Elijah Joy (born Erik C. Nedd; May 15, 1985) is an African-American emcee, television host, singer, writer, vegan celebrity chef, and green living advocate from Washington, DC. He is the founder of Organic Soul, Incorporated, a vegan lifestyle and multimedia company based in Takoma Park, Maryland. Organic Soul, Inc. was a Green sponsor of Al Gore's Greenball 2009.
As a celebrity chef, Joy notably was the personal chef for Isaac Hayes. He is the creator of Go-Go Greens, a raw food vegan deli product. Joy became a semi-regular feature on WRKS' The Isaac Hayes and Friends Show in 1997. Subsequently becoming a live emcee during the first year of B.B. King's Blues Club and Grill's opening in Times Square in 2000 and debuted his signature "Go-Go Greens" at recording artist Moby's Vegetarian eatery and teashop in New York City, Teany and was also a featured voice- over artist on singer, Mýa Harrison's Fear of Flying (album) release of that year. His work has been featured at Green Festival and on The Wendy Williams Show. His production credits have also included E! Entertainment Television and BravoTV. He has also been featured on MTV.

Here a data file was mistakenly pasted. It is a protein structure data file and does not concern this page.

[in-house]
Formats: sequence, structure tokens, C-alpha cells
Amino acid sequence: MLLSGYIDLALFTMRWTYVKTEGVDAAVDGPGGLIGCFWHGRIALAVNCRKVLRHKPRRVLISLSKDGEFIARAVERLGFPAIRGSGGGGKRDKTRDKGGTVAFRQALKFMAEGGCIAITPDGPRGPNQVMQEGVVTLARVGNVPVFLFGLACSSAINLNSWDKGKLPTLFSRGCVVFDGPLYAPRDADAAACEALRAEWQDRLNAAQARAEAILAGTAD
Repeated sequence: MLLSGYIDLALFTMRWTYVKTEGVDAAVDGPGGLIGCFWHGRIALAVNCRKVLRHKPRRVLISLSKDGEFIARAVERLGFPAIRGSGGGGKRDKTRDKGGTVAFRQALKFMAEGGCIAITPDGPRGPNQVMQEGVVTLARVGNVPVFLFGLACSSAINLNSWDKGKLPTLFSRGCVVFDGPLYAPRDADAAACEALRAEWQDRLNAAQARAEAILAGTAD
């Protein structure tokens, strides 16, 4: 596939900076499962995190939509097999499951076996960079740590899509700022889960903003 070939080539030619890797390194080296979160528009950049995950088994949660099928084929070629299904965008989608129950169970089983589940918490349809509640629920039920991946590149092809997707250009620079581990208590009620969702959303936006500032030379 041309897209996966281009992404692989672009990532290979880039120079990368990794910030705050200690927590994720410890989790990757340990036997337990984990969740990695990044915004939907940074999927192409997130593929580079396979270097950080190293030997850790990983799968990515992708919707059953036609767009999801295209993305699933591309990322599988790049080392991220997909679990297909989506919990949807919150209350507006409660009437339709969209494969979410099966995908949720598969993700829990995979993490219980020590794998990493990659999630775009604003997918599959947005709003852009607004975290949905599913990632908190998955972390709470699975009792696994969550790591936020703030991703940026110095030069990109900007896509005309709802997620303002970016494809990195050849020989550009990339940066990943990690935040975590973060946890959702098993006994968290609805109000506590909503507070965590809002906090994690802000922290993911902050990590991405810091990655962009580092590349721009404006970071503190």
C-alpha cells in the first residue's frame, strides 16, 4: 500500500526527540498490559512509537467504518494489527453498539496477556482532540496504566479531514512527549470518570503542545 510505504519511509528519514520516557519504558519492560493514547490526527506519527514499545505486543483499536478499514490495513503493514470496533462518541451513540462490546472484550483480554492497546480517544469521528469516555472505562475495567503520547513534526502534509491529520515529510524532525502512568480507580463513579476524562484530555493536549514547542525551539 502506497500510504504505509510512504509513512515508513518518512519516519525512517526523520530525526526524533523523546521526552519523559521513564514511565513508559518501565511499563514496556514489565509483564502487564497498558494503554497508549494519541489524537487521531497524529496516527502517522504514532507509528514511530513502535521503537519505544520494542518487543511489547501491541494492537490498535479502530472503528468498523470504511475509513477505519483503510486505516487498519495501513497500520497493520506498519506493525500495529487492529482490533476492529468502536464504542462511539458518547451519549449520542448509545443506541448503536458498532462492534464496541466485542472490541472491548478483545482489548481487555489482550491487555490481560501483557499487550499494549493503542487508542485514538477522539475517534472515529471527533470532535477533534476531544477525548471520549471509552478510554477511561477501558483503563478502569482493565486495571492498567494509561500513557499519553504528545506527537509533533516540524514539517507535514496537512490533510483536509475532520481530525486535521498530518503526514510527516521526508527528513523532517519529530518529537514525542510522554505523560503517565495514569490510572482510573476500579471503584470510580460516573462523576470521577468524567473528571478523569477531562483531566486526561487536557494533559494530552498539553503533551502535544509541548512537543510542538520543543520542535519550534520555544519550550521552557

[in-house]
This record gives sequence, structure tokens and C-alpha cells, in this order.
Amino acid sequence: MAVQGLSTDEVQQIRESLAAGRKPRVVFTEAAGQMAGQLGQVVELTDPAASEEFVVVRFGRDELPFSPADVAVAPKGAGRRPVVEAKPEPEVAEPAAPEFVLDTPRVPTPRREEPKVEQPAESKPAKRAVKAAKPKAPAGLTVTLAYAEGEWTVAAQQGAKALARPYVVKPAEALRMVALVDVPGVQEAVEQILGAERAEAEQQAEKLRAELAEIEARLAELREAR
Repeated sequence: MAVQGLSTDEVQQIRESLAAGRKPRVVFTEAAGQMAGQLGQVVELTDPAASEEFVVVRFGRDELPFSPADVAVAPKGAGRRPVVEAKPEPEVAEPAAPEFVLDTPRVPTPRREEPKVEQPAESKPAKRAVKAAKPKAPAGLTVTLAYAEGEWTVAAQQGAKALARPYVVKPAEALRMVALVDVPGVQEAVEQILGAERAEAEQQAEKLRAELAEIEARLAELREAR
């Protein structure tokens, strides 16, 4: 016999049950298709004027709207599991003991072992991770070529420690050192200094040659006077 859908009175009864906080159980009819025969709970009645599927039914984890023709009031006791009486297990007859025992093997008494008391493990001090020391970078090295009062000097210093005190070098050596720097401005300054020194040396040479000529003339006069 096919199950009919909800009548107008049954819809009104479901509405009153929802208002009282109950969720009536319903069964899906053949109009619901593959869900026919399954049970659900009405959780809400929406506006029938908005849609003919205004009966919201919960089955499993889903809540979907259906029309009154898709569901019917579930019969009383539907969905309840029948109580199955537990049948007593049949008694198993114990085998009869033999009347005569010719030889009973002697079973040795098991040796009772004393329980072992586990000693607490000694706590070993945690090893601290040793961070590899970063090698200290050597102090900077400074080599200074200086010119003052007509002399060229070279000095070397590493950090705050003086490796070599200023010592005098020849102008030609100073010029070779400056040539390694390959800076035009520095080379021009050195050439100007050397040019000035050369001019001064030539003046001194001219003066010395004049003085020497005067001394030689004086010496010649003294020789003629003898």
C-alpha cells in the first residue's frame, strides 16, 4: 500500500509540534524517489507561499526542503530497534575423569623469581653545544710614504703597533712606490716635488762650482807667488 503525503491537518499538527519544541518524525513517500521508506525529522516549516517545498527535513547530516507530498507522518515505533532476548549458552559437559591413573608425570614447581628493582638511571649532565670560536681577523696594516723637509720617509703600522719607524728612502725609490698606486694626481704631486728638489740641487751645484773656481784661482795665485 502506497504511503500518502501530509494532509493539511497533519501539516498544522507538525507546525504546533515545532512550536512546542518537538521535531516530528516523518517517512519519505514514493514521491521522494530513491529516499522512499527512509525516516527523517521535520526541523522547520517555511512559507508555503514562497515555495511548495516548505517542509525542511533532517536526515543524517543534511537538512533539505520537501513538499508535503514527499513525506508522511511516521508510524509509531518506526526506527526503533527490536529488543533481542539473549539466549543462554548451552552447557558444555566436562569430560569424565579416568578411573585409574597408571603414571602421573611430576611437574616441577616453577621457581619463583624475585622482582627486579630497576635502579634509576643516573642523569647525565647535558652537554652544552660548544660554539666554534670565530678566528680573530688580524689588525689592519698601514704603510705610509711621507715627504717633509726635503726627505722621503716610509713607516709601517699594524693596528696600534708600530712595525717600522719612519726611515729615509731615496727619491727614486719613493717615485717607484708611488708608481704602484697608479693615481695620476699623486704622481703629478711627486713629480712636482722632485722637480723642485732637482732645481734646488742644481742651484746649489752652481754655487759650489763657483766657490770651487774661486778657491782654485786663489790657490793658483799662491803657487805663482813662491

In 2010 he mass produced "Go Go Greens" for wider distribution to coincide with the release of the new book, By Any Greens Necessary on May 1, 2010 written by Vegan Nutritionist author, Tracye McQuirter for Lawrence Hill Publishing. May 3, 2010 was also the opening of Organic Soul, Inc. first retail outlet in Union Station, Washington, DC a Vegan Pop-up retail Store, The Organic Soul America Outlet Store. Currently. On October 28, 2011, Elijah Joy appeared on Oprah's Lifeclass speaking of his best learned lessons of forgiveness, joy and the death of his parents by murder-suicide.
Since moving back to his hometown of Washington, DC, Elijah has been partnering with civic and nonprofits in the region providing culturally focused farm to table solutions to food insecure regions of the Ward 8 region of the city. He was featured in the October 2016 issue of Yes Magazine speaking of his work in cooperative development.  That year his work was documented in a short film series by students at the Center for Media and Social Impact at American University in Washington, DC.